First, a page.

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The people of Iraq

Friday 22 March 2013, 10:24

Liam Hanley Liam Hanley

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As we head down the highway to Basra for the second part of this trip, I'm reflecting on all we've seen and heard these past few days in Baghdad. There's a lot for the mind to process.

Returning to Iraq: The road to Basra

Our final day in the city saw 14 car bombs explode, a suicide attack and multiple IEDs. Almost 60 people were killed and nearly 200 injured, mainly in Baghdad, but in other parts of Iraq too. It was the worst loss of life in this country for six months. We didn't witness any of this terrible destruction, but we were close enough to hear the loud thud of the last car bomb of that deadly sequence. It happened minutes after our live broadcast into the Breakfast programme from Firdos Square - the square where the Saddam Hussein statue was toppled in April 2003, effectively signifying the end of his rule.

Think of the 7/7 attacks in London, and the profound impact those had on our country. Now imagine killings on that scale, month after month,  year after year, seemingly without end, and you begin to imagine how life might be for Iraqis. The sense of fear, the not knowing whether your journey to work, or trip to the market, might be your last.

You see and feel the tension in the number of checkpoints across Baghdad. Those who were here in the worst years of sectarian violence - in 2006 and 2007 - tell me there are actually fewer checkpoints now, but to someone visiting for the first time they really stand out. And the number of police and army officers on the streets is also striking. One of the people we interviewed told us that there are now three times as many security forces as under Saddam Hussein, but security remains elusive. 

The official figures suggest Iraq's economy is booming - growth is around 10 per cent and oil production is now above pre-war levels and projected to rise sharply in the future. Looking around, not much of that appears to have filtered down - the majority of people are poor and much of the infrastructure is rundown. There are definitely pockets of wealth though. We visited a shiny new GM dealership selling top of the range Cadillacs. The manager told us business was good and with increased oil revenues he was confident there would soon be more people able to buy his cars.

 

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Getting around the city has involved meticulous planning with security experts and colleagues.  Our helmets and body armour are always close to hand. It's felt that wearing them routinely would draw more attention to ourselves. Whether we'd have time to get the kit on if we did come under attack is open to question, and something I try not to dwell on. When we stop to do interviews in the street, we're advised not to stay in one place for more than half an hour.

Of course, the protection and safety we're afforded isn't on offer for the vast majority of Iraqis. People like Naji, for example, an unemployed labourer we spoke to on a street corner. With his friends - also searching for work - gathered around him, he told us how he'd been the victim of a roadside bomb. He then showed us the scars and badly healed bones in his leg.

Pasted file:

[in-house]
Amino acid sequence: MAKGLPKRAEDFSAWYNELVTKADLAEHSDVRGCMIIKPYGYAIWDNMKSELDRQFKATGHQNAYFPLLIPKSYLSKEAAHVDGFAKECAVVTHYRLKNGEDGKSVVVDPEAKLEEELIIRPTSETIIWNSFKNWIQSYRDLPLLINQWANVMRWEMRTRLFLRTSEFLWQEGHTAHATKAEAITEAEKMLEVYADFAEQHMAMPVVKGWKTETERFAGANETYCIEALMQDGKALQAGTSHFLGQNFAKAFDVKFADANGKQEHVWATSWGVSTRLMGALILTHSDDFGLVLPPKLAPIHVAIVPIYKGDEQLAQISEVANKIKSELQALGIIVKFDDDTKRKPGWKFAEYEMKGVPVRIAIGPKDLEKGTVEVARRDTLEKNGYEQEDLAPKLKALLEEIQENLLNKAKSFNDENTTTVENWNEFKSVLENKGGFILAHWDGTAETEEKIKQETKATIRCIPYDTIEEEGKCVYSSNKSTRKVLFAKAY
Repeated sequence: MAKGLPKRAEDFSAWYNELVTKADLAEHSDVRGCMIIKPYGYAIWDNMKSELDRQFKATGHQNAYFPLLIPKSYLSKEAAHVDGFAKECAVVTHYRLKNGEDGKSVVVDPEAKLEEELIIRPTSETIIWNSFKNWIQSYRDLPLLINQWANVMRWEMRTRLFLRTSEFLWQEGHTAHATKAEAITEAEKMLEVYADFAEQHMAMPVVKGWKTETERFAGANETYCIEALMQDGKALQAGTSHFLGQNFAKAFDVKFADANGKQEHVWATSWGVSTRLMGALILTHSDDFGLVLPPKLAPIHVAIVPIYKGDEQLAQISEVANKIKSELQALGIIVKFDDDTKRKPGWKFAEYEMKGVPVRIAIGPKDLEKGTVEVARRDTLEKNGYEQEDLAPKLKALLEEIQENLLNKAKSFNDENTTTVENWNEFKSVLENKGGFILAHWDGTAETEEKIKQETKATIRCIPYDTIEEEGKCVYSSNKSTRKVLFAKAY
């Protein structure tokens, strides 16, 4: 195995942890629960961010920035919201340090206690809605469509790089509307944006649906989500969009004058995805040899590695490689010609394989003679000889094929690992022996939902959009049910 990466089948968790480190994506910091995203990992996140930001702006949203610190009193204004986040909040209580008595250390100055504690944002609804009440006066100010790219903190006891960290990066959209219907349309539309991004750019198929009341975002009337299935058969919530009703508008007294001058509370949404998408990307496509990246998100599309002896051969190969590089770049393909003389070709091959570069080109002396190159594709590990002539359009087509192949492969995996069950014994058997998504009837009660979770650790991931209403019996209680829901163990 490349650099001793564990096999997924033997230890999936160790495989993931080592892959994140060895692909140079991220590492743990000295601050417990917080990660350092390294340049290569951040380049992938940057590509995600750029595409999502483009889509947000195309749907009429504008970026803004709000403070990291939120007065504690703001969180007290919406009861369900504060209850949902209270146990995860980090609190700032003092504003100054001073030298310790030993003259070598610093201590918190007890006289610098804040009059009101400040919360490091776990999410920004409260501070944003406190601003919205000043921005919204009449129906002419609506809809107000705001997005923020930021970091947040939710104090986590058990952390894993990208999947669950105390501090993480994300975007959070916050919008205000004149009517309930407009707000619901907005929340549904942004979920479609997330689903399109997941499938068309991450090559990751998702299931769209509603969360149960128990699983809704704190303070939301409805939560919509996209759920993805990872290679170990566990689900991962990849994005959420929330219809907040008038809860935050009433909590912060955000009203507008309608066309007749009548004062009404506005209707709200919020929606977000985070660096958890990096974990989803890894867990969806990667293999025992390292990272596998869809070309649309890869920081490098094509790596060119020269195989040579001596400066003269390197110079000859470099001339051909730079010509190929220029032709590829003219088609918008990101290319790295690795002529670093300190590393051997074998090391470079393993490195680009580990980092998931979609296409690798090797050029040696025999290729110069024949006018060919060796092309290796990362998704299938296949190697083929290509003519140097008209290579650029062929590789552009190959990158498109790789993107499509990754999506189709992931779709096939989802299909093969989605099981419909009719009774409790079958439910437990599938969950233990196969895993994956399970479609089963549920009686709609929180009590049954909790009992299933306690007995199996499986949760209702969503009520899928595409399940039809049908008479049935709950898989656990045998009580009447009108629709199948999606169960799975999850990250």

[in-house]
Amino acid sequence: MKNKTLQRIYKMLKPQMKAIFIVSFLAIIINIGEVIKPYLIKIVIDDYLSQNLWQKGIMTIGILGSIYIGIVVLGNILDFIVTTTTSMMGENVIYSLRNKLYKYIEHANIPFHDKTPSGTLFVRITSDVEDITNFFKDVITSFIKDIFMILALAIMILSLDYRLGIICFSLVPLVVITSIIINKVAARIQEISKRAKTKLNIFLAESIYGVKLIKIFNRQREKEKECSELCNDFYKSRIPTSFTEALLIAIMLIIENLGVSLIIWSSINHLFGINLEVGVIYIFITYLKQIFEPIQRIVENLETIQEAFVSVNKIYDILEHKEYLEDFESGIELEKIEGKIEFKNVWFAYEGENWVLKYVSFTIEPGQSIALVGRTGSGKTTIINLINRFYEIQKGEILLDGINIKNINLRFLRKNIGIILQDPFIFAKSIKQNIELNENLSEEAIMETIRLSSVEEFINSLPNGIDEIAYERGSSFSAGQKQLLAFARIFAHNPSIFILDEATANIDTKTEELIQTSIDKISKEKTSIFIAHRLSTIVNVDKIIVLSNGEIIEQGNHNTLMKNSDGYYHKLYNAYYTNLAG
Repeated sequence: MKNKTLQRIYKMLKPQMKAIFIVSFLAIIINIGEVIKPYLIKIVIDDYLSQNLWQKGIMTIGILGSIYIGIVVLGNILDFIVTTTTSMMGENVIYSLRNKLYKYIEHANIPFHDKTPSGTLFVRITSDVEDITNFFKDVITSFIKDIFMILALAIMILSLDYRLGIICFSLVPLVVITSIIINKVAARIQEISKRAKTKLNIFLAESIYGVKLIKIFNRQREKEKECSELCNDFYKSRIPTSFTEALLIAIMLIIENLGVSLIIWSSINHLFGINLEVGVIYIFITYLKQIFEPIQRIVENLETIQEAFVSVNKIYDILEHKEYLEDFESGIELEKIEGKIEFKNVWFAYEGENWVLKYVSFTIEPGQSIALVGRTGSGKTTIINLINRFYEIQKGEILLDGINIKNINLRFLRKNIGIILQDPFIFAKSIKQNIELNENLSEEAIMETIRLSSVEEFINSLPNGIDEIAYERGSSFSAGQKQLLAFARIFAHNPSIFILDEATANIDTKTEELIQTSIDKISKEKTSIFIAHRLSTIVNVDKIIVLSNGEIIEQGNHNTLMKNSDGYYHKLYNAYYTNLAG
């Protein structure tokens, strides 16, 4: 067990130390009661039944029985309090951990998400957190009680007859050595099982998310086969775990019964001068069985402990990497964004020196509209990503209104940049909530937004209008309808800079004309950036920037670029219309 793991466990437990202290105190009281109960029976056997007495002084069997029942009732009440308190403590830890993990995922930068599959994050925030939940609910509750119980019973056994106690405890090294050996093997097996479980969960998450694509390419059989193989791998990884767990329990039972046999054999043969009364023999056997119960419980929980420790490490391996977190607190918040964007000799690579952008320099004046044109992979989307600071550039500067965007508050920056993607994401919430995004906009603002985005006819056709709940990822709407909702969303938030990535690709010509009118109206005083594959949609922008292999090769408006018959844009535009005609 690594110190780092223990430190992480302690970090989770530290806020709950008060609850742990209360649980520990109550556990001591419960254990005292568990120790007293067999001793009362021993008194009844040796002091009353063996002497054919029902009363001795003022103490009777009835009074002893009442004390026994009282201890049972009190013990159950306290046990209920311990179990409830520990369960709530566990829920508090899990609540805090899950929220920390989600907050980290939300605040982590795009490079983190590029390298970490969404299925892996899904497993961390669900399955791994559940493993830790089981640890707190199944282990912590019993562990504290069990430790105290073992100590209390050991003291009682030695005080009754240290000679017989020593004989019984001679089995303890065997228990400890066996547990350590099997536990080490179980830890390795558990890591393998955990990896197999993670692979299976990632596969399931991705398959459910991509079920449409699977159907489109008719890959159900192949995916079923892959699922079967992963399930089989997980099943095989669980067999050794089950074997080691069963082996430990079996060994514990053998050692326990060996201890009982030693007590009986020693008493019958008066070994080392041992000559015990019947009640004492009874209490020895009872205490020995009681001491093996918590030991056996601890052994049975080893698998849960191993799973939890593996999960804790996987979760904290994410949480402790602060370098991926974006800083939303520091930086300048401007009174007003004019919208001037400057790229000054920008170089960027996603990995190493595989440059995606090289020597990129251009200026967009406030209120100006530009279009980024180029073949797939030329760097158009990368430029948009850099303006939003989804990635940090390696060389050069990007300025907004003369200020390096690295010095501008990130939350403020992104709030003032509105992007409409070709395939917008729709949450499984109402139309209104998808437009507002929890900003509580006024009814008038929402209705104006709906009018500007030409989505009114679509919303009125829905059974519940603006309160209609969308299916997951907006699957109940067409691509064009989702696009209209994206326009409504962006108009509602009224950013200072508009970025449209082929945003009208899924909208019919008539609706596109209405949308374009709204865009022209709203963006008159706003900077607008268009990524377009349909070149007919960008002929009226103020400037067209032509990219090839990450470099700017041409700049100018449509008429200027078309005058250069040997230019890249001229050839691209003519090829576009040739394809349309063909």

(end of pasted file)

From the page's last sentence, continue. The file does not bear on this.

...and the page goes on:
He wasn't the only person we met who's been physically and emotionally wounded by the events of the past 10 years. 

Layla, a woman now in her late 50s, showed us her shattered front teeth - the result of a vicious assault by members of one of the militia groups which emerged during the worst of the sectarian violence. As well as being physically attacked, she was forced out of her home, which was then used as a base by the militia. She's since returned, but the way she broke down when telling us what had happened to her suggested the scars may never heal.

Muqdad's life will certainly never be the same. Now 25, he learnt English from selling DVDs to American soldiers in Baghdad. He became an interpreter for coalition forces for 2 years. That made him a target and he was kidnapped twice by militia groups and tortured. The scars from electricity burns were clearly visible on his arms. His family was forced to pay a £16,000 ransom. After those ordeals, things got even worse when his wife - who he'd married just 6 months before - and several members of her family were murdered by militia.

Return to Iraq: Assessing developments The people we've spoken to so far on this 10th anniversary of the invasion have expressed a range of often conflicting emotions. There's anger from some towards Britain and the US for both starting the war and for how its aftermath was handled. Others have told us the two countries should actually have stayed longer. Many accuse the Iraqi government of corruption and incompetence for not being able or willing to keep people safe. And there's undoubtedly a sense of outrage at the indiscriminate killing. Perhaps overall though, after more than three decades of war, sanctions, more war and continuing violence, there's a weariness, and a general longing for it all to stop. 

Reporter James Shaw and producer Liam Hanley are in Iraq marking ten years since the US led invasion to see how the country has changed.

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